Thank you, Helen. Nice to meet you here. Well, I think I have this nomadic gene in my blood, even though I'm German. I decided very early that I want to be a travel agent. So my first job was actually being a travel agent. And then in the 90s, I was working for an airline and I could travel for free. At these times we were able to travel everywhere we wanted to. We had free tickets. Anyway, this was in a way my lifestyle getting into some years behind that. So I got self-employed in 2003 and then I had some years no money, I couldn't travel really very much. I had to stay at home. I was living at the time in Munich. And then in 2015 my business changed. I developed my business into a digital business like online trainings, and people were looking at me and saying, ‘How can you do online training? Normally you stand in front of people.’ And I said, ‘Oh, well, I want to change it. I want to travel again.’ And then I still didn't have all the money that you need for long-haul travel, going abroad for a long time. So I met a friend of mine and she was going on a world trip for a year. And she told me that she did housesitting and I said, ‘What’s that? I’ve never heard about that, especially not in Germany.’ And she said, ‘Well, I look after other people’s houses and animals when they're on holiday.’ I said, ‘Oh, that's cool. I'd love that. I love animals.’ So I'm pretty brave, so why not? So I asked her, ‘How can I do that?’ And she said, ‘Well, you have to do some research.’ At that time it was really difficult. It was 2014 or 15. And then I found some pages and I started to build up a profile. I was professional anyway in online networking, so it was not difficult for me to find my marketing strategy for having a profile as a housesitter. So that was quite okay. And I started to apply and I said, ‘Well, first thing I want to do I want to go far, far away, as far as I can.’ So I went to Australia. I had my first housesit in 2015 in Australia, on the east coast. And as a housesitter you make a lot of experience and the first thing I found out is working at night it's not my thing, because my customers in Germany, they were definitely not at this time schedule like in Australia. So I said, ‘Oh, maybe you have to move from the East Coast to the West Coast.’ So the next winter I started housesitting in Perth. And then, it was always difficult because without a car in Australia you’re lost. So I said, ‘How can I get a car?’ So I had to apply for housesits with big dogs, because then they gave me a car to move the dog to the beach or to the park or whatever. So then I was dependent on cars, not a good idea, and then three years later somebody just gave me his car for free. He said, ‘Yes, you can keep it. I don't need it anymore. Here you are. You have a car.’ So I had a car in Australia. So I started professionally doing housesitting then in wintertime. I built up my network, applied to a lot of housesits, I had many many housesits in Australia. A lot of catastrophes I had to deal with, not only nice dogs, not only nice houses, not only nice experiences, a lot of bullshit you have to deal with actually. And then in 2019 I came back to Germany saying, ‘Ah, okay, maybe I have enough from my apartment. I’ll just sell it.’ And after 20 years, I sold my apartment. I don't know, it's just a feeling thing. It was never a plan. It was never in my itinerary saying I sell my property. But I just couldn't stand it anymore. It was after Australia, the winters there, it was so narrow, so small, so no, I couldn't do this anymore. I sold it. And then in 2019 I said, ‘Okay, before I go to Australia, back to my car and my housesits, I go to India, do a little bit nice treatments over there, ayurvedic treatments. And then I went to Australia and had some wonderful housesits there and then COVID hit me. Not me personally, but I was hit in Australia and that was not the best thing to be at that time. People got crazy. They locked their doors. All hotels were closed. Everything was closed. No campgrounds, nothing. I didn't know where to go. I was pushed out of the houses from one minute to the other. I wasn't able to leave the country. The airport was closed. Well, that's a new challenge. But happily I had some German friends over there. After four winters in a row you meet people and you make friends and they helped me out and then I found an apartment to rent and then I was thinking, ‘Oh well, probably I'm not able to go back to Australia for a short period of time. So maybe a longer period I might have to buy a campervan.’ And it was overnight, I can tell you, I just went on the internet and the next day I bought a campervan. The money was there, it was on my bank account waiting to do something with that. I bought a campervan. Never been camping before, never ever my life, only short trips in Australia. I came back to Germany, got my camper van from the seller and then I thought, okay, maybe a new experience, but I still need some spot where I can live so I bought an apartment in North Germany from one day to the other. Everything I tell here is just the decision of minutes. It's never planned. It was never strategically planned or so. It was just a stomach decision, you can say. Okay, I bought an apartment, I got the campervan, I moved everything I have left up here. At the moment I'm in the north here. And then we were locked up, everybody for a couple of months. We couldn't move anywhere. So I felt like being in prison. I wanted to be in Australia. I couldn't be anywhere. I felt like they're killing me. I can't do this. I need to get out of here. I can't stay in my apartment. And I felt something in myself exploding, saying, ‘No, never, not with me, I’m not going to obey!’ I took my campervan in March and drove through the whole country through Austria. They were fighting. They were on the borders with guns and tanks and everything, they didn't want to let me and I said, ‘I'm transit, you have to let me in.’ So I was the only one possibly crossing the country at that time. And the military was stopping me all the time. I think four times I was stopped in about six hours. And I went down to Croatia because I couldn't stand it anymore in the north part of Germany. So I went down to Croatia and it was like coming to heaven. They were all saying, ‘Hey, welcome! A tourist’s coming!’ At least I stayed a couple of months on a campground, on different campgrounds and tried to work online which was not a problem because the internet connection is very good and in Croatia. I had my LTE antenna on my rooftop. And then summer when everybody was able to go travelling, I moved back home because they were coming down like millions of people going down south and I went up the other way. And then I said, ‘Oh well okay, summer here is nice, but I have to go again. I have to leave. I can't stay here.’ I don't know, something in myself says keep on moving. I don't know why but I have to keep on moving. So I started in September, just knowing I can go wherever I want to go and not knowing where to stay or what to do and so on. And meanwhile some people were already looking for housesitters again in Europe. Very few people, very brave people because most of the people were stuck at home and not travelling. I said, ‘Okay, if I can apply for a housesit I might try that in between being in a campervan. So I applied to some housesits in France and some in Spain and I got some, really nice people, really nice housesits, very remote. And so I combine, I live online, I work online, I have my daily routine. I travel with my camper, or I go to a housesit. So it's a mixture between doing both. And so on the road I was seven months. It was longer than I expected but it was the coldest winter in my life. I never had such a cold winter like that one. I didn't expect South Europe to be that cold in winter. I mean, of course you can heat the camper but at night it gets really really cold, even if you put up the heater you have to fill the gas every week and stuff like that. It's really tough. It's a cold wind and the sun is not high enough to fill up the solar panels. So it's a lot of things you have to work through at that moment I never experienced before. And because I basically go off grid, I don't follow the tourism paths where the people go and all the retired people are not there. I thought, ‘Well what can I do? Where can I stay? Where can I be, not being with the other normal tourists?’ Because I don't figure myself as a normal person even though I'm 56. So I started looking at Facebook and I found groups saying, ‘If you help for one or two hours a day on our farm you can stay here for free.’ So I started cutting olive trees, I started helping in farms, I started even creating an online shop for somebody. So I did funny things and met a lot of interesting people by staying at the places in my campervan and helping them with projects.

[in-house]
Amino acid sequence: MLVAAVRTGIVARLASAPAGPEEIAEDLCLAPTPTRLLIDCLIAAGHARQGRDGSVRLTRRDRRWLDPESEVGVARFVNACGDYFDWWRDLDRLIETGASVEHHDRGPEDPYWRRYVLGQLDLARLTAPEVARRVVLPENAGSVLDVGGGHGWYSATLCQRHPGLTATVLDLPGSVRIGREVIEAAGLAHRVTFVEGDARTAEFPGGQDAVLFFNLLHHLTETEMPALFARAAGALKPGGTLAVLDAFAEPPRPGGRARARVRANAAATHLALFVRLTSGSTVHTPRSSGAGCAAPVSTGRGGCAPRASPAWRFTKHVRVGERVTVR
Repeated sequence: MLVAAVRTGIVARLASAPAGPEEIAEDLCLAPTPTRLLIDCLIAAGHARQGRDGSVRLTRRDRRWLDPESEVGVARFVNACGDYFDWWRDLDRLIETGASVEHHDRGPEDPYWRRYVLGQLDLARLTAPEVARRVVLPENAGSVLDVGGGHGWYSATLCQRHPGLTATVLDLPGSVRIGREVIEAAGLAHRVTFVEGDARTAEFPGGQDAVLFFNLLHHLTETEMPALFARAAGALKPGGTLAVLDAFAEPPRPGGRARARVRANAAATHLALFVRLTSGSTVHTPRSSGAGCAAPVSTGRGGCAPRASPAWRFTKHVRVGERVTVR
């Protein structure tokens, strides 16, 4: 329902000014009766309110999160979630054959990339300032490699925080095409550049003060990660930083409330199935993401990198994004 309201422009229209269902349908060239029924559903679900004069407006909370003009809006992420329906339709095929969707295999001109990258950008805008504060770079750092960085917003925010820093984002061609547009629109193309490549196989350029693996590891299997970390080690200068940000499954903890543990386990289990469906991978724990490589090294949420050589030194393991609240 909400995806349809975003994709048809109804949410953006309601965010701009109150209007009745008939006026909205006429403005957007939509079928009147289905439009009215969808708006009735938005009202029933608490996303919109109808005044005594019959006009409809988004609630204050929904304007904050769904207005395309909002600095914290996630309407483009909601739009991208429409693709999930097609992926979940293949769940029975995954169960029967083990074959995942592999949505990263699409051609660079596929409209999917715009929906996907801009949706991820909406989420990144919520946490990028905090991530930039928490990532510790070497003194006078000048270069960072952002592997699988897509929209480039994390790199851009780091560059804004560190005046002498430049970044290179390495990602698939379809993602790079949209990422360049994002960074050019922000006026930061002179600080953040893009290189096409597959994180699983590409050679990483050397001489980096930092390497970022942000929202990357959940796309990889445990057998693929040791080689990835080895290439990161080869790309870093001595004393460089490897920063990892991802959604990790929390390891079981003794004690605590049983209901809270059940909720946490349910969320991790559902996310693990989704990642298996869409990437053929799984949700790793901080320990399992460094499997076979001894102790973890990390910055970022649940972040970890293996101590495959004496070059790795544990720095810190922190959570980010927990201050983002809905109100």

Helen: